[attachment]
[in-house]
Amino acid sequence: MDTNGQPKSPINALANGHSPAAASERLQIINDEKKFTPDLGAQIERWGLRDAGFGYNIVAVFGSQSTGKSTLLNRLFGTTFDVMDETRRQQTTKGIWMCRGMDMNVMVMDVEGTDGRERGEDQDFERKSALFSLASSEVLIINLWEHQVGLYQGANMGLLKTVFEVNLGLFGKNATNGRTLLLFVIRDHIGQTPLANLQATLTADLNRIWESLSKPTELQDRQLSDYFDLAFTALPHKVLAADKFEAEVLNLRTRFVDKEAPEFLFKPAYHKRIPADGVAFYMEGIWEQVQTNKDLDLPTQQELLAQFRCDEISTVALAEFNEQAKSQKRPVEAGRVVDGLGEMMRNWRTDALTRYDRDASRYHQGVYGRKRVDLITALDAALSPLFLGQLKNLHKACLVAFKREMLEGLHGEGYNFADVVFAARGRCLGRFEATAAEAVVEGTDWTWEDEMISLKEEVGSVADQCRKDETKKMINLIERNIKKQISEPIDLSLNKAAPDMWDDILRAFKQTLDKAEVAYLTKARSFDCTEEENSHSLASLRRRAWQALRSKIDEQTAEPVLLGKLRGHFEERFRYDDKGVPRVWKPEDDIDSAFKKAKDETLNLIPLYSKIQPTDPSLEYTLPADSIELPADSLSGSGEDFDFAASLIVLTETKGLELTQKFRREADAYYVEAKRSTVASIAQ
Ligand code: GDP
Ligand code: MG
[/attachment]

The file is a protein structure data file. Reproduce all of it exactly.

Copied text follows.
[in-house]
Amino acid sequence: MDTNGQPKSPINALANGHSPAAASERLQIINDEKKFTPDLGAQIERWGLRDAGFGYNIVAVFGSQSTGKSTLLNRLFGTTFDVMDETRRQQTTKGIWMCRGMDMNVMVMDVEGTDGRERGEDQDFERKSALFSLASSEVLIINLWEHQVGLYQGANMGLLKTVFEVNLGLFGKNATNGRTLLLFVIRDHIGQTPLANLQATLTADLNRIWESLSKPTELQDRQLSDYFDLAFTALPHKVLAADKFEAEVLNLRTRFVDKEAPEFLFKPAYHKRIPADGVAFYMEGIWEQVQTNKDLDLPTQQELLAQFRCDEISTVALAEFNEQAKSQKRPVEAGRVVDGLGEMMRNWRTDALTRYDRDASRYHQGVYGRKRVDLITALDAALSPLFLGQLKNLHKACLVAFKREMLEGLHGEGYNFADVVFAARGRCLGRFEATAAEAVVEGTDWTWEDEMISLKEEVGSVADQCRKDETKKMINLIERNIKKQISEPIDLSLNKAAPDMWDDILRAFKQTLDKAEVAYLTKARSFDCTEEENSHSLASLRRRAWQALRSKIDEQTAEPVLLGKLRGHFEERFRYDDKGVPRVWKPEDDIDSAFKKAKDETLNLIPLYSKIQPTDPSLEYTLPADSIELPADSLSGSGEDFDFAASLIVLTETKGLELTQKFRREADAYYVEAKRSTVASIAQ
Ligand code: GDP
Ligand code: MG